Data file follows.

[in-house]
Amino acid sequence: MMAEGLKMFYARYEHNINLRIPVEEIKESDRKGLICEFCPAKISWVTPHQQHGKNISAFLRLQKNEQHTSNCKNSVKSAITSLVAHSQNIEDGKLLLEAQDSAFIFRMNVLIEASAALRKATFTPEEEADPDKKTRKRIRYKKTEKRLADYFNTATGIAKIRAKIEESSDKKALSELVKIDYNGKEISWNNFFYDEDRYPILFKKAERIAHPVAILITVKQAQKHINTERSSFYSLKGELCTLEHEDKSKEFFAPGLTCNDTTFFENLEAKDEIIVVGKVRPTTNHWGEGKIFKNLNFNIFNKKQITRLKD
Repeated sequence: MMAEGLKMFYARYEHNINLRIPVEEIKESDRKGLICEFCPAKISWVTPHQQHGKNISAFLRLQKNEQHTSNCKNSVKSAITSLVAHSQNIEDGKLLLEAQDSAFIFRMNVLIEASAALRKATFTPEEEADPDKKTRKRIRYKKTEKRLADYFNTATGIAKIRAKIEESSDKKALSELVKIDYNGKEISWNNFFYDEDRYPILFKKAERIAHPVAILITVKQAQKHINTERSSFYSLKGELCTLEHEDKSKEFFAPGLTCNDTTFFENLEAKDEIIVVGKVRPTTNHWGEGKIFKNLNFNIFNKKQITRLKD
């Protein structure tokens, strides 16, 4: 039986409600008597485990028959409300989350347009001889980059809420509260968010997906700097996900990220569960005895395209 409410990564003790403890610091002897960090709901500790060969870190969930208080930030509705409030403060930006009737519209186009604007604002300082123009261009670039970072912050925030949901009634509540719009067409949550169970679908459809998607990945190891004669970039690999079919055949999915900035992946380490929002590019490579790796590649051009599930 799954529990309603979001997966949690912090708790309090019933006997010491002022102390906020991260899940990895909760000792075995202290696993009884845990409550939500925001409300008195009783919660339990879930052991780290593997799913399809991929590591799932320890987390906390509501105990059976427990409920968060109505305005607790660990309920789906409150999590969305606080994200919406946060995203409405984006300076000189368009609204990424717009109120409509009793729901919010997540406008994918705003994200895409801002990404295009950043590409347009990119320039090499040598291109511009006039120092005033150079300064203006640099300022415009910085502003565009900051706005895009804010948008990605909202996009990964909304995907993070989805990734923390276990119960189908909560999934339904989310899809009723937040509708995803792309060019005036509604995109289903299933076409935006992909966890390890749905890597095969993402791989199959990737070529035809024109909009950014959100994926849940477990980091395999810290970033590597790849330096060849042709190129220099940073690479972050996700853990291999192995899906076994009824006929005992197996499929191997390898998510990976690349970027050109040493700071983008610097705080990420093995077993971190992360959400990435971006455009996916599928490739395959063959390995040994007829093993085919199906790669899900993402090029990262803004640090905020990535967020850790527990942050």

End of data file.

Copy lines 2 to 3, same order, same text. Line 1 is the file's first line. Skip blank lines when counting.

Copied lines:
Amino acid sequence: MMAEGLKMFYARYEHNINLRIPVEEIKESDRKGLICEFCPAKISWVTPHQQHGKNISAFLRLQKNEQHTSNCKNSVKSAITSLVAHSQNIEDGKLLLEAQDSAFIFRMNVLIEASAALRKATFTPEEEADPDKKTRKRIRYKKTEKRLADYFNTATGIAKIRAKIEESSDKKALSELVKIDYNGKEISWNNFFYDEDRYPILFKKAERIAHPVAILITVKQAQKHINTERSSFYSLKGELCTLEHEDKSKEFFAPGLTCNDTTFFENLEAKDEIIVVGKVRPTTNHWGEGKIFKNLNFNIFNKKQITRLKD
Repeated sequence: MMAEGLKMFYARYEHNINLRIPVEEIKESDRKGLICEFCPAKISWVTPHQQHGKNISAFLRLQKNEQHTSNCKNSVKSAITSLVAHSQNIEDGKLLLEAQDSAFIFRMNVLIEASAALRKATFTPEEEADPDKKTRKRIRYKKTEKRLADYFNTATGIAKIRAKIEESSDKKALSELVKIDYNGKEISWNNFFYDEDRYPILFKKAERIAHPVAILITVKQAQKHINTERSSFYSLKGELCTLEHEDKSKEFFAPGLTCNDTTFFENLEAKDEIIVVGKVRPTTNHWGEGKIFKNLNFNIFNKKQITRLKD